Around 250 CE, Artoporos and the surrounding area were incorporated into the Antharian Kingdom, whereas the other city-states of the Kiran Valley, united under the short-lived Despotate of Asionos, showed fierce resistance. The Fall of Motos (present-day Motas) in 298 CE marked the end of the Antharian conquest of the Malesorian Iviran coast.

Portat e Arta was founded around 90 BCE as the Hellanesian colony of Artoporos.

Meanwhile, rural areas of the Central Highlands were the subject of different attempts at tribal organisation which would eventually lead to the first mention of the unnamed Malesorian tribe in the 3rd century. The Malesorian name was attested for the first time in 306 CE in the works of Hellanesian historian Bimocles, affirming that Malesorian rulers had both peaceful interactions and conflicts with coastal city-states, particularly those of Somnos and Tersalia. From the early 5th century on, these Malesorian unstable, consanguineal associations were often challenged by frequent raids of various Slevic hordes.

Middle Ages

The rise of the Surs under Prince Igor the Bold in the late 7th century posed a significant threat to Malesorian tribal lands. The invasions under his rule disrupted the existing social and political order, leading to a period of instability. Until the early 10th century, Antharians, Kartlegians, Surs, and the nomadic Semic tribes exerted their influence over the Malesorian lands. The Semic principality of Mevs (Malesorian: Maveshë) played a significant role in hindering the Southern Sur Campaign in 705–714 CE, attempting to reach the Gulf of Erez.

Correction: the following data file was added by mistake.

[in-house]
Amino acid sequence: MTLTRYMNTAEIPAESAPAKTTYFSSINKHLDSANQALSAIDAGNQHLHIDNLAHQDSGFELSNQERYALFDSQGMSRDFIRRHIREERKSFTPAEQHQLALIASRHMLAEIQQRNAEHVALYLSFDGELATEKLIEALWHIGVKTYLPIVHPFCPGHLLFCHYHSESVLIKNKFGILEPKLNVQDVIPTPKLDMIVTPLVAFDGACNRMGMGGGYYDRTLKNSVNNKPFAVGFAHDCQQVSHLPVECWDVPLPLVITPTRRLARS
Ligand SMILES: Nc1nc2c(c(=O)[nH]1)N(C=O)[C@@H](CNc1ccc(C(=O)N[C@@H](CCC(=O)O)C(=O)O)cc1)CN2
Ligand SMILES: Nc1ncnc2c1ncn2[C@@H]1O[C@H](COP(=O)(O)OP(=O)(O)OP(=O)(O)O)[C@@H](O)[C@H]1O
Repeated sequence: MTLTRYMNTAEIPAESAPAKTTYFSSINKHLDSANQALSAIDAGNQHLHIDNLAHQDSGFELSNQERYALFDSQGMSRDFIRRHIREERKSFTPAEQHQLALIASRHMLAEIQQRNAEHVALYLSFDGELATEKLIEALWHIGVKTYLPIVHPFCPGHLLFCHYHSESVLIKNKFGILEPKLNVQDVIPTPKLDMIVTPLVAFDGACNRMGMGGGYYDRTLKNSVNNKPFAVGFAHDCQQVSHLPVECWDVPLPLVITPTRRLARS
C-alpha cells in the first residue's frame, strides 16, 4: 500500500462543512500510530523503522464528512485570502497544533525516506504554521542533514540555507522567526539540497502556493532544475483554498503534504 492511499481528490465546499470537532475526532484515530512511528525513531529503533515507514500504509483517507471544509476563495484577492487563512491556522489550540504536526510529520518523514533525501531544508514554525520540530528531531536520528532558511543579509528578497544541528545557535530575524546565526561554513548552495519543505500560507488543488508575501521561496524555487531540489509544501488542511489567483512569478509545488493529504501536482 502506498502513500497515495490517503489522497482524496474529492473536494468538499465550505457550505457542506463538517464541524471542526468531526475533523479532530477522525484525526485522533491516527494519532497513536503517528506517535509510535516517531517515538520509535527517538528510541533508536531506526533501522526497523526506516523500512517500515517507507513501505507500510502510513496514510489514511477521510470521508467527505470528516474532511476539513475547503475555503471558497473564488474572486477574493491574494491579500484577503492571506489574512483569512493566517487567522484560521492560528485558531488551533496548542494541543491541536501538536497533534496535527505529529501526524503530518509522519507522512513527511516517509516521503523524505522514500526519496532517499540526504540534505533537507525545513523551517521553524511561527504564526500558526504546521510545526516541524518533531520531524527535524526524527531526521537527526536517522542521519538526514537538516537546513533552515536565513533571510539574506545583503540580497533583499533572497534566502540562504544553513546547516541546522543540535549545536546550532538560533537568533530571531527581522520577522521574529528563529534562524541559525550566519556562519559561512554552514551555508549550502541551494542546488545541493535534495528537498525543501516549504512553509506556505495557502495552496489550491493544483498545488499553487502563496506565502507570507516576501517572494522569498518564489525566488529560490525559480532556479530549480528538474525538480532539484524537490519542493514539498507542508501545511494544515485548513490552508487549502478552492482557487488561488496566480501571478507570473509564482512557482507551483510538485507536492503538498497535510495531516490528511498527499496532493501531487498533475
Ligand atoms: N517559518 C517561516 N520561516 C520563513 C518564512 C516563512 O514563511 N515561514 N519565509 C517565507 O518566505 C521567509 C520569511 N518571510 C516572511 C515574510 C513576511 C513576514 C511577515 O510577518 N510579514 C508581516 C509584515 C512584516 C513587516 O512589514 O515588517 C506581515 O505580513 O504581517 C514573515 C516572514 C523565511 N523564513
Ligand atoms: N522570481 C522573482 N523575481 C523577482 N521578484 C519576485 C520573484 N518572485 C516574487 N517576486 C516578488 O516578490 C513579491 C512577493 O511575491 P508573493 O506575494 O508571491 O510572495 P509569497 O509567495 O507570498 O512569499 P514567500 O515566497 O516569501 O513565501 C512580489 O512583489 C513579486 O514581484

In 921 CE, the first notable Malesorian state, the Princedom of Bëloti, emerged in the western present-day Malesoria. A beneficiary of trade routes between the Hellanesian south and the Slevic inland, the Bëloti family expanded their territory to the Lake of Sens (Malesorian: Liqeni i Tëredes), impending the Iviran Principality and Po'ion territories to the east. The Battle of Verguence (1012–13) marked the definite end of the Bëloti advancement to the east for the next two centuries. In the 11th century, several Malesorian regions became recognized as separate or autonomous dominions. The tribal rulers contended over territories, usually without a sense of ethnic unity.

The significant historical development in the region occurred in 1180 when Ardit of Zal unified three Malesorian principalities into the First Kingdom of Malesoria. King Ardit introduced a centralized administration, established a feudal system, and implemented various reforms to strengthen his rule. His son Dritan pursued military campaigns against neighbouring states, including the Romanish Kingdom and the Despotate of Burraj, further extending the kingdom's territory. The dynasty of Zal encouraged the development of art, literature, and education, maintaining good relations with Antharia and Qennes.

Demirhani period

Second Kingdom of Malesoria

Great War

First Republic and First Civil War

Second Republic and Second Civil War

Contemporary period


Community Noun project 4864.svg